During his time in the United States, Pope Francis will make a quiet stop at East Harlem’s Our Lady Queen of Angels. His visit to this humble, 120-year-old elementary school, which to this day educates an overwhelmingly low-income and minority student body, underscores the Catholic Church’s centuries-long commitment to the disadvantaged. But it will also shine light on an unreported good-news story in urban education: the budding renaissance of Catholic schools.
For 50 years, inner-city Catholic schools have been shuttering, victims of shifting city demographics, changes in the workforce, the advent of charter schooling, and much more. Impoverished families have too few accessible school options to begin with, but this phenomenon has been especially painful. A substantial body of evidence shows that Catholic schools have an unusual ability to help underserved kids succeed. Newer research suggests that longstanding urban Catholic schools foster social capital outside their walls, helping decrease crime and other societal ills.
In the early 1970s, Daniel Patrick Moynihan, at the time a White House adviser, saw the crisis looming and warned President Nixon about the tragic consequences if these schools disappeared. Little was done, and, so as a White House aide 35 years later, I was part of an effort to re-sound the alarm, organizing a White House summit and authoring a report on the threat to urban faith-based schools.
The prognosis then was gloomy. It looked as if divine intervention would be required. But less than a decade later, it appears that America’s miracle-worker, civil society, is coming to the rescue. Thanks largely to the energy of social entrepreneurs, the generosity of donors, and — counterintuitively — the lessons of charter schooling, urban Catholic education may be on the rebound.
In hindsight, it’s becoming clear that Catholic education’s foundational virtue, steady adherence to venerable principles and practices, was also holding it back. Yes, it was right to steadfastly serve the underserved, stubbornly believe in every child, set the highest standards, and teach character. But many of its approaches to staffing, leading, organizing, governing, and funding its schools had become anachronistic. A refresh was desperately needed.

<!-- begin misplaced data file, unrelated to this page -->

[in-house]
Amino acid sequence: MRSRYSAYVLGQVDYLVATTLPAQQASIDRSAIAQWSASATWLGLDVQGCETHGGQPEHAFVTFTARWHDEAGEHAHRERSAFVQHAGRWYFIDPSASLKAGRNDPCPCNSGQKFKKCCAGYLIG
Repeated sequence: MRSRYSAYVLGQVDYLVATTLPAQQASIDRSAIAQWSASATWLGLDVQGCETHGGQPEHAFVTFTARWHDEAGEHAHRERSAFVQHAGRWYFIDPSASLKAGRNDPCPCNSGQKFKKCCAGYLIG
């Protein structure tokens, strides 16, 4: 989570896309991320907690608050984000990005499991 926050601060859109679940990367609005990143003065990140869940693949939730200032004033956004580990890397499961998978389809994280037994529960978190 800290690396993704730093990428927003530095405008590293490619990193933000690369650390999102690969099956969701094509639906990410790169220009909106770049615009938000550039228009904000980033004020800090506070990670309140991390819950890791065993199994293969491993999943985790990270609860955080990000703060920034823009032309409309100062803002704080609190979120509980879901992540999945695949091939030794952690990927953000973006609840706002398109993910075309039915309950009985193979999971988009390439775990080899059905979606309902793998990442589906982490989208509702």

Like the European Renaissance, this rebirth blends the old and the new. There are new networks of Catholic schools modeled after successful charter management organizations (think Catholic versions of the Knowledge Is Power Program). There are Notre Dame’s ACE program, often called the “Catholic Teach for America,” and other new pipelines of teachers and leaders. There are new tech-driven school models using virtual and “blended” strategies for instruction. There are innovative approaches to financing, including the Drexel Fund (the first-ever venture philanthropy fund for Catholic and other private schools) and Cristo Rey’s work-study program, which sends high-schoolers into offices one day a week.
Though many of these innovations put some distance between schools and the old parish- and diocesan-based systems that used to control them, they are dedicated to preserving the authenticity of Catholic education.
The revitalization of this sector of schools is modern-day barn-raising. It’s a quiet triumph of civil society — collective action with public benefits but absent centralized government direction.
So on Friday, Pope Francis won’t simply be touring a high-performing high-poverty school that’s been part of Harlem’s social fabric for a century. Our Lady Queen of Angels is also part of Partnership Schools, one of the nation’s new independent Catholic-school networks. The Parnership’s superintendent isn’t just a former Catholic-school student and teacher; she was also an executive of one of the nation’s best charter-school organizations. The network’s board includes representatives from the New York archdiocese as well as business and philanthropic leaders.
There’s more reason for optimism about the future of Catholic education than at any time in the last half century. Those hoping to learn more might find worthwhile my guidebook for Catholic-school donors to be published soon by The Philanthropy Roundtable (excerpted here).
But for those interested in K–12 education more broadly, there’s also an important lesson to be learned. The revitalization of this sector of schools is modern-day barn-raising. It’s a quiet triumph of civil society — collective action with public benefits but absent centralized government direction.
Through the loosely coordinated collaboration of parents, educators, faith leaders, social entrepreneurs, colleges, and philanthropists, an organic movement has developed. It’s growing sturdier while evolving to meet an array of needs in a variety of locations.
This is precisely how education reform was described ten years ago. But because of the field’s growing technocratic tendency — the view that brainy central administrators know best — it’s increasingly seen by many as top-down. Indeed, Washington has inserted itself into accountability, standards, tests, teacher evaluations, and more. The backlash is building.
It is highly instructive that a famously hierarchical organization, the Catholic Church, has made substantial progress of late with its schools by protecting its principles but devolving power to civil society. The next administration should take note.